ment. The enemy was in strong force, and repeatedly attempted to break the line or turn my right. He was as often baffled and repulsed by the steady and unflinching fire of the whole regiment, which stood like a line of adamant before the stealthy and stubborn advance of the enemy. We were enfiladed at turns by a battery on the left, which never ceased to pour grape and canister into our rank for three hours. The fire was murderous, as the long list of the dead and wounded sadly shows. My order was to hold the height of the ridge, and not to yield an inch. It was done, but at the cost of 54 killed and 186 wounded (many mortally) of 613 officers and men engaged in the battle.
Finding the ammunition in the cartridge-boxes nearly exhausted, I so reported to Colonel Oglesby, and was at hand. Soon the Twenty-fifth Kentucky Regiment appeared with flags flying, as previously ordered by Colonel Oglesby. I attempted to march the eighth from its position to go for ammunition and give place to the Twenty-fifth Kentucky, but at this moment, from some unaccountable cause, the Eighth was fired into by the Twenty-fifth Kentucky, which alarmed the men. The Twenty-fifth Kentucky fell into utter confusion, and I was obliged to retire from our favorite position in some confusion. Receiving the order to reform the regiment again on the left of the division I did so, and, having received a supply of ammunition, was ordered to take possession in the line of battle, where the regiment remained for the night. Sunday morning I led the regiment, full of pride, into the fort, in common with the whole army.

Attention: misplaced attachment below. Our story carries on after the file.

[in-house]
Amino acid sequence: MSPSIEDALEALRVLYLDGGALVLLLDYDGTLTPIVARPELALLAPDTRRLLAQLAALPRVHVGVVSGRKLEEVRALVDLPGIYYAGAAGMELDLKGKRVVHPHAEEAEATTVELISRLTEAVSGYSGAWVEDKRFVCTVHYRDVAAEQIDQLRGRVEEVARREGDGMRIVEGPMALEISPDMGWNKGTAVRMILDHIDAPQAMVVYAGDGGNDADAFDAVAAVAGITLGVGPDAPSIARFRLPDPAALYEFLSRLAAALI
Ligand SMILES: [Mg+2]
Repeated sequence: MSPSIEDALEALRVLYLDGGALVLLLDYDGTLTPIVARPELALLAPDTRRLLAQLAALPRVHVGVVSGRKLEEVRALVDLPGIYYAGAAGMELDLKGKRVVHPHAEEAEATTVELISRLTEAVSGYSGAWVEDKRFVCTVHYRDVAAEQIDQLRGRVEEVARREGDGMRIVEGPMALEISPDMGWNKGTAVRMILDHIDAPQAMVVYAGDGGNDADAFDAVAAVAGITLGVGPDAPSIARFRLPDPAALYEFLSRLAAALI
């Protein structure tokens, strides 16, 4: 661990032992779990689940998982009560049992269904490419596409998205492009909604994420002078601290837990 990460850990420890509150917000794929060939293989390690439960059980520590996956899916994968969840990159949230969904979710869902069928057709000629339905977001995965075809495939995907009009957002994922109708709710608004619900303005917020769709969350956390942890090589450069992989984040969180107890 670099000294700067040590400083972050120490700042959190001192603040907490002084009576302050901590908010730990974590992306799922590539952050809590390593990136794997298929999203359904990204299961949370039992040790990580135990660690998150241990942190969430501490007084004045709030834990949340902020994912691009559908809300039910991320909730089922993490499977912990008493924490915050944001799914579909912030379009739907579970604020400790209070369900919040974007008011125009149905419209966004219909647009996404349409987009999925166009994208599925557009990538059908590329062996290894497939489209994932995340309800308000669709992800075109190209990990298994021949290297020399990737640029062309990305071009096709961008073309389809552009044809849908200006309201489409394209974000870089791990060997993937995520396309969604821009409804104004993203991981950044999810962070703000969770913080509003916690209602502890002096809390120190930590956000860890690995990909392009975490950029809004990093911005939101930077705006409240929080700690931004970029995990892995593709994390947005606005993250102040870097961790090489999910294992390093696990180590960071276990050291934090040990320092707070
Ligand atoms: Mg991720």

Where all fought so nobly, so sacrificingly; where all stood by our noble flag to the last, it is hard to say who has most honor. I was sustained all the time by Major Post on the left until he fell wounded. Lieutenant Joseph G. Howell, acting adjutant, fell dead in the latter part of the battle, after rendering me efficient aid, bearing an order from Colonel Oglesby to myself. He was a noble and gallant officer. Captain Robert Wilson was dangerously wounded in the action, whose loss I severely felt. Cap. Joseph M. Hanna (color company) next fell, dangerously if not mortally wounded, cheering his men to die by their colors. Lieutenant Marsh, Company B, and Lieutenant H. A. Sheetz (color company), both fell dead at their posts, examples of true valor. Lieutenant John M. Lowry was severely wounded, but did not leave the field. Lieutenants Monroe and Dennison were slightly wounded, but did not leave the field. Captain James M. Ashmore being absent sick, Captain Harvey was on duty as senior captain, and is entitled to much praise for his cool bearing.
Accompanying please find a list of killed and wounded.*
[F. L. RHOADS,]
WILLIAM C. CLARK,
Acting Assistant Adjutant-General.
Numbers 9. Report of Captain Samuel B. Marks, Eighteenth Illinois Infantry.
FORT DONELSON, February 22, 1862.
SIR: In compliance with Order No.-- I have the honor to report to you the part taken by the Eighteenth Regiment Illinois Volunteers in the recent engagement at this place.
*Embodied in division return, p. 182.